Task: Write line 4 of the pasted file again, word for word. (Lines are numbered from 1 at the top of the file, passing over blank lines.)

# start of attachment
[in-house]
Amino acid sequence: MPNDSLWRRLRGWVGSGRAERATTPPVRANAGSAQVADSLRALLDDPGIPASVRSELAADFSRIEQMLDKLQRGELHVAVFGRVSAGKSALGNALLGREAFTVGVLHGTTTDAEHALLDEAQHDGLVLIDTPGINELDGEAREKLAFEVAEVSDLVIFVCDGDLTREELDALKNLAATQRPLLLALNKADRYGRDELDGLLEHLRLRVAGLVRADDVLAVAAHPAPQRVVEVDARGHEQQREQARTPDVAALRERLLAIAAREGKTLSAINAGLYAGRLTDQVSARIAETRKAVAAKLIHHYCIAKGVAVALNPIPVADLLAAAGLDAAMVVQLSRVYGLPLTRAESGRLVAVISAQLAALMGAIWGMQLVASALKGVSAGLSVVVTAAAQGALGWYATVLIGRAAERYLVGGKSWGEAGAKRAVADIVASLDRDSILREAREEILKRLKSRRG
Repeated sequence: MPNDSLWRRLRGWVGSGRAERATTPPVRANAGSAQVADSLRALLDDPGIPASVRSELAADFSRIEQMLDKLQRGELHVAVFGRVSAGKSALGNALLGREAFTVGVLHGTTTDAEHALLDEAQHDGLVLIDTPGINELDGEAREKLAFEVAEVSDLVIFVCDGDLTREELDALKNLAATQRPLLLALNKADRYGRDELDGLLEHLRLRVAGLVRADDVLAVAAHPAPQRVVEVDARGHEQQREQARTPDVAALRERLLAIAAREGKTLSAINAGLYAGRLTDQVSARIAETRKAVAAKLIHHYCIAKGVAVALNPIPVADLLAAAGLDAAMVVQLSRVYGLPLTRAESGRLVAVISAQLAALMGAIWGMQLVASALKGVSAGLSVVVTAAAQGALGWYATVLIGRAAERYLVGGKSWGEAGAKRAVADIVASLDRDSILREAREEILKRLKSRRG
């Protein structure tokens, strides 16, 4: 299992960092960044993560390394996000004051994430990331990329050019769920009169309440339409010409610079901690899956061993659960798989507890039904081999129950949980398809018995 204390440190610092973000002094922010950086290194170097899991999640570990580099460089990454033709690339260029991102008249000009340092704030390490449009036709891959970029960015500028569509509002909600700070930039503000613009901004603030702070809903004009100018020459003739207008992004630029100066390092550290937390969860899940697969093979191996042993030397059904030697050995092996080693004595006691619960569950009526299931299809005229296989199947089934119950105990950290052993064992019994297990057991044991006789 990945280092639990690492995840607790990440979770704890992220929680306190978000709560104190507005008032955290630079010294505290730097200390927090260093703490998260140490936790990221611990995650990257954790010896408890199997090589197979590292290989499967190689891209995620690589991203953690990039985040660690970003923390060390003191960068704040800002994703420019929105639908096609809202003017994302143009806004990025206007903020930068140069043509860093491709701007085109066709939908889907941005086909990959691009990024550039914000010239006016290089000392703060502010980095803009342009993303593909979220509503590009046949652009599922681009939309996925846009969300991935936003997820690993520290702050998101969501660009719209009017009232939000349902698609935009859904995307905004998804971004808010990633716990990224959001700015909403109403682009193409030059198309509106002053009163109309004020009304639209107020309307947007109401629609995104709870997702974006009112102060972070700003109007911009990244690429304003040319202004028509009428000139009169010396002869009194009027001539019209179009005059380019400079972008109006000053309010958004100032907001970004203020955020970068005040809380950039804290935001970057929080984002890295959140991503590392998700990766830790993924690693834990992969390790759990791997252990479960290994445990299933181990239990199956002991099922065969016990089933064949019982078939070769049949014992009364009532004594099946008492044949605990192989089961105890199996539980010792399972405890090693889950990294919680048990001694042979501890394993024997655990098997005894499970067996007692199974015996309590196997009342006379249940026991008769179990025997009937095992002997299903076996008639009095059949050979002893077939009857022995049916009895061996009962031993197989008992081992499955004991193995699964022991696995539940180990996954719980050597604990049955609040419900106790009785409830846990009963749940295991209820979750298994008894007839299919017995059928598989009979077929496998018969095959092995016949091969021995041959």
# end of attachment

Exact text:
């Protein structure tokens, strides 16, 4: 299992960092960044993560390394996000004051994430990331990329050019769920009169309440339409010409610079901690899956061993659960798989507890039904081999129950949980398809018995 204390440190610092973000002094922010950086290194170097899991999640570990580099460089990454033709690339260029991102008249000009340092704030390490449009036709891959970029960015500028569509509002909600700070930039503000613009901004603030702070809903004009100018020459003739207008992004630029100066390092550290937390969860899940697969093979191996042993030397059904030697050995092996080693004595006691619960569950009526299931299809005229296989199947089934119950105990950290052993064992019994297990057991044991006789 990945280092639990690492995840607790990440979770704890992220929680306190978000709560104190507005008032955290630079010294505290730097200390927090260093703490998260140490936790990221611990995650990257954790010896408890199997090589197979590292290989499967190689891209995620690589991203953690990039985040660690970003923390060390003191960068704040800002994703420019929105639908096609809202003017994302143009806004990025206007903020930068140069043509860093491709701007085109066709939908889907941005086909990959691009990024550039914000010239006016290089000392703060502010980095803009342009993303593909979220509503590009046949652009599922681009939309996925846009969300991935936003997820690993520290702050998101969501660009719209009017009232939000349902698609935009859904995307905004998804971004808010990633716990990224959001700015909403109403682009193409030059198309509106002053009163109309004020009304639209107020309307947007109401629609995104709870997702974006009112102060972070700003109007911009990244690429304003040319202004028509009428000139009169010396002869009194009027001539019209179009005059380019400079972008109006000053309010958004100032907001970004203020955020970068005040809380950039804290935001970057929080984002890295959140991503590392998700990766830790993924690693834990992969390790759990791997252990479960290994445990299933181990239990199956002991099922065969016990089933064949019982078939070769049949014992009364009532004594099946008492044949605990192989089961105890199996539980010792399972405890090693889950990294919680048990001694042979501890394993024997655990098997005894499970067996007692199974015996309590196997009342006379249940026991008769179990025997009937095992002997299903076996008639009095059949050979002893077939009857022995049916009895061996009962031993197989008992081992499955004991193995699964022991696995539940180990996954719980050597604990049955609040419900106790009785409830846990009963749940295991209820979750298994008894007839299919017995059928598989009979077929496998018969095959092995016949091969021995041959």